Into the Wilderness

"Christ in the Wilderness" by Ivan Kramskoy
Click here to listen to this sermon.

“The Spirit immediately drove [Jesus] out into the wilderness. And He was in the wilderness forty days being tempted by Satan. And He was with the wild animals, and the angels were ministering to Him” (Mark 1:12-13).
Grace to you and peace from God our Father and the Lord Jesus Christ!
One moment, as Jesus is baptized in the Jordan, He experiences the exhilaration of hearing His Father’s voice of approval from heaven and He sees the Holy Spirit descending on Him as a dove. The next moment, He is in the wilderness, surrounded by wild beasts, and suffering the insults of the devil.
This sudden shift happens in our lives also, doesn’t it. It’s part of the equation of the fallen world: a tension between good and evil. Between God’s power to help us live, and the temptation to live by our own power apart from God. Martin Luther described it this way: “You build a cathedral one day, and the day after you discover the devil has built a chapel next door.
The first sign of our sonship is this struggle to live consistently as a son or daughter of God. Children of God are not immune from temptation or suffering. In fact, God often allows these things to come into our lives for our own good. And status as God’s children, gives us no free passes from Satan, but rather, often paints a bull’s eye on us.
Mark’s account, as we’ve come to expect, is short and to the point. Immediately following His Baptism, even as the Jordan River water still trickled off His head, the Spirit drives Jesus into the wilderness. The idea is not that Jesus is forced against His will, or that He is reluctant to go and thus must be driven. The intention is rather the opposite. The strong urge of the Spirit meets the consent of Jesus. Jesus does not go into this 40 days of temptation against His will. But neither does He throw Himself into this temptation of His own accord. We often rashly put ourselves into temptation without thinking it through. Jesus is brought into His temptation by His Father’s Spirit. This means that His temptation must occur, and occur at this very time. It is God’s will to have His Son’s ministry begin with this mighty battle against Satan in person and with the resulting victory.
As Jesus faces Satan, the devil who had caused Adam and Eve to fall into sin and thus brought sin upon the entire human race, Jesus faces him alone; no fellow believers are present to comfort and strengthen him. Wild animals are no source of spiritual help. Jesus must face this battle alone. He is fighting this battle as the substitute for all humans.
The battle is arduous and long. It lasts 40 days with no breathing spells—totally unlike the 40 days Moses had spent on the mountain with God (see Exodus 24:18), totally different from the 40 days Elijah spent on the way to Horeb sustained by the food God had provided (see 1 Kings 19:8). For Jesus, they are 40 days of continuous testing. Matthew and Luke relate three specific attacks of Satan; Mark simply presents the antagonists—Jesus and Satan.
Do not think this battle is relatively simple for Jesus because He cannot possibly sin. As a man, He can suffer hunger and thirst, appreciate power and wealth, and thus He feels the pressures of these temptations. Nor is it simple for Him because He is the Son of God. Though Jesus, during His ministry, often uses His almighty power to heal and to bless, He seldom uses it to defend Himself. He generally faces temptation in the same way you and I must face it—with the Word of God, with the power of the Holy Spirit, leading, guiding, and empowering Him.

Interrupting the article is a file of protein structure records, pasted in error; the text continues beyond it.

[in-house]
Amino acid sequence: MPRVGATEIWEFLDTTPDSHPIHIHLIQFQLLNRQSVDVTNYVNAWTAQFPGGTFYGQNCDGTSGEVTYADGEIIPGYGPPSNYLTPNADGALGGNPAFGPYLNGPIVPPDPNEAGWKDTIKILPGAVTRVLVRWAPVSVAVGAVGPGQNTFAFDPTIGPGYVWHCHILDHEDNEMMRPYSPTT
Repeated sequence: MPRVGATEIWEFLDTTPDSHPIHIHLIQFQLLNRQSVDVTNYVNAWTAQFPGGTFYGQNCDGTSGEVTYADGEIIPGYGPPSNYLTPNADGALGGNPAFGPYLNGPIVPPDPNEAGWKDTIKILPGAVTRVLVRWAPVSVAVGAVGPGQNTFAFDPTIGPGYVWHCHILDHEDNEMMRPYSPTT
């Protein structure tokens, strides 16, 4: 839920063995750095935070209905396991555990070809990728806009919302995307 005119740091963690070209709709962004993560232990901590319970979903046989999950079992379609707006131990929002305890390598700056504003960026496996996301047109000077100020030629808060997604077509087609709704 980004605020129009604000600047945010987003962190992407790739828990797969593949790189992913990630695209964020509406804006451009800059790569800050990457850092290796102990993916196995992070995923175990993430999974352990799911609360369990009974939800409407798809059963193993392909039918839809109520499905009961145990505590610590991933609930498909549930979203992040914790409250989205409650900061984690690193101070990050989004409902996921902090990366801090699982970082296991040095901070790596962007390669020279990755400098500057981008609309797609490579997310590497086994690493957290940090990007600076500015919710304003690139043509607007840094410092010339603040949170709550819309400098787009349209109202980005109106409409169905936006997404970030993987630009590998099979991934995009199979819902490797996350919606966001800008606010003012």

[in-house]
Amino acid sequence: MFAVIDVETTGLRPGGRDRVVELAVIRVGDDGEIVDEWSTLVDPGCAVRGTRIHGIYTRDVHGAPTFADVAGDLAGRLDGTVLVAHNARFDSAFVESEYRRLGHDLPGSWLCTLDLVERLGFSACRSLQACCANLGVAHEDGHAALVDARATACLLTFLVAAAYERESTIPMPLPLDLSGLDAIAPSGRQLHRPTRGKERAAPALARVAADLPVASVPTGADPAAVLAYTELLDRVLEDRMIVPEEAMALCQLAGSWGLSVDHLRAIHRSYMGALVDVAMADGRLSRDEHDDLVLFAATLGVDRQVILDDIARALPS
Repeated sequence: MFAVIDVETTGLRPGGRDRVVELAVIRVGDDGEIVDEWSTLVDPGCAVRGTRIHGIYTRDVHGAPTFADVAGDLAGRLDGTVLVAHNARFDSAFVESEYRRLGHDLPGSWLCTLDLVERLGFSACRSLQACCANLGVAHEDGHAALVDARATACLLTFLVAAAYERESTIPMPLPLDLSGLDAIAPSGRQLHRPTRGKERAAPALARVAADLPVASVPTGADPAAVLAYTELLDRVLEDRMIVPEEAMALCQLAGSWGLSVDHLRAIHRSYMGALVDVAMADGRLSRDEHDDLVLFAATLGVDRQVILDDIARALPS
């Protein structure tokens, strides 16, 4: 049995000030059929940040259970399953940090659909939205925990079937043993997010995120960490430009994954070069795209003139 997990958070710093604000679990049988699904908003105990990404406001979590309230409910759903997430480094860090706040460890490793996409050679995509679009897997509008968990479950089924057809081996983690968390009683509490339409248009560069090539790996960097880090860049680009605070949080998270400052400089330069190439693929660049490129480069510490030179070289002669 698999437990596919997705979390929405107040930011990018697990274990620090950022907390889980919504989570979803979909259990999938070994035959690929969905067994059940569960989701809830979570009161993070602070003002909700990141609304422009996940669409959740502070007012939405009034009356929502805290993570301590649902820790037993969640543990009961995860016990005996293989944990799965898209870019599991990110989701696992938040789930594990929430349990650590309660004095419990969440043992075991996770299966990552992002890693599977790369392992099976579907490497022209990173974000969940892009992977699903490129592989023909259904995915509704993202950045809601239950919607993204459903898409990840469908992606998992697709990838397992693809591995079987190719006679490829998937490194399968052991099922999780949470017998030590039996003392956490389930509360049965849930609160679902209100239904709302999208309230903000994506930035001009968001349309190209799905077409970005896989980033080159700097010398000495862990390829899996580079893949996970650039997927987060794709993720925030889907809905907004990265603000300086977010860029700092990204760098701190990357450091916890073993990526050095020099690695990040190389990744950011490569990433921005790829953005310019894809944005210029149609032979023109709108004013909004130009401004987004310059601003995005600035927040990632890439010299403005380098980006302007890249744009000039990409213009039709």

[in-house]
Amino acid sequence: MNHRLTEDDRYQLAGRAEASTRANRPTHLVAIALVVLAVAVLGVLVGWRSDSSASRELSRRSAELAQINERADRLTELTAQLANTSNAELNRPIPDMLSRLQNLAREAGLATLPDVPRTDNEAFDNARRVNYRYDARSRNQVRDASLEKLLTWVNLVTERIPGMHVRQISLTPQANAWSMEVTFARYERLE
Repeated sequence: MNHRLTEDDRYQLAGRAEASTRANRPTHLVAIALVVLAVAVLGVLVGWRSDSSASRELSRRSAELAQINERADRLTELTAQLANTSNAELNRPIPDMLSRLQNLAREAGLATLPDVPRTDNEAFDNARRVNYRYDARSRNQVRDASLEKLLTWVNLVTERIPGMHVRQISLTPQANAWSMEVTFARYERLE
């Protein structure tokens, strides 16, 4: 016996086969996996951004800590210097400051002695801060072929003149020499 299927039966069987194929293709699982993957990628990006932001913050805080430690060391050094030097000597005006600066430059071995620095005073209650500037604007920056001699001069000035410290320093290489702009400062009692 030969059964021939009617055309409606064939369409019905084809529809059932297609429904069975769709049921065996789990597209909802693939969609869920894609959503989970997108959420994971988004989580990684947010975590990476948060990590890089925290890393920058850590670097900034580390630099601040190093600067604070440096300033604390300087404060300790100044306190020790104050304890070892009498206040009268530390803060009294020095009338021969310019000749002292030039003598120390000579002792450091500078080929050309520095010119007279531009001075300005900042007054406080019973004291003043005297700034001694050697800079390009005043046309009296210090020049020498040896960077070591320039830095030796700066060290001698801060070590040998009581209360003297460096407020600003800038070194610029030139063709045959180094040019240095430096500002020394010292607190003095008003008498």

This is also not the only time Jesus has to face the devil. Most notably, He will have to chastise Peter’s attempt to keep Him from going to the cross: “get behind Me, Satan,” and bear the agony in Gethsemane as He resists temptation to the point of sweating blood. Yes, Jesus will continue to fight Satan until the moment on the cross when He declares, “It is finished” (John 19:28).
When He wins the battle in the wilderness, Jesus is completely exhausted. It is then that “the angels were ministering to Him.” Noting this, we are moved to remember God sends His holy angels to watch over and minister to us. We learn to pray as Luther did in his morning and evening prayers: “Let Your holy angel be with me, that the evil foe may have no power over me.”
Having bested the strong one, the Stronger One, our Lord Jesus Christ leaves the battlefield qualified to meet every challenger and every challenge. His credentials are perfect: He is acknowledged by the promised forerunner, John the Baptist. He is accepted by the Father and blessed by the Spirit. He meets and defeats Satan. Thus, Jesus enters His earthly ministry, casting out demons, healing the sick, giving sight to the blind, making the deaf and mute to hear and speak, proclaiming the Gospel of God, and saying, “The time is fulfilled, and the kingdom of God is at hand; repent and believe in the Gospel.”
Facing and resisting temptations every day, Jesus makes His way to the cross, where He will give His perfect life, His holy precious blood, and His innocent suffering and death, to redeem a world of sinners. To make us children of God through the water and Word of Holy Baptism. To feed you His very body and blood for the forgiveness of your sins and the strengthening of your faith.
And that is very good news for you who have been baptized into Christ and now live in the wilderness of this fallen world.
You, too, face temptation every day; but you don’t resist it perfectly like Jesus does. Just in case you don’t believe this, examine yourself according to the Ten Commandments. The 4th Commandment is enough: Have you honored and obeyed your parents as you should? Have you made fun of rulers—at the city, state, or federal level? Do you respect all of your teachers all of the time, or mock them behind their back? Do you appreciate the police officer who enforces the speed limit, or grumble that he’s slowing you down?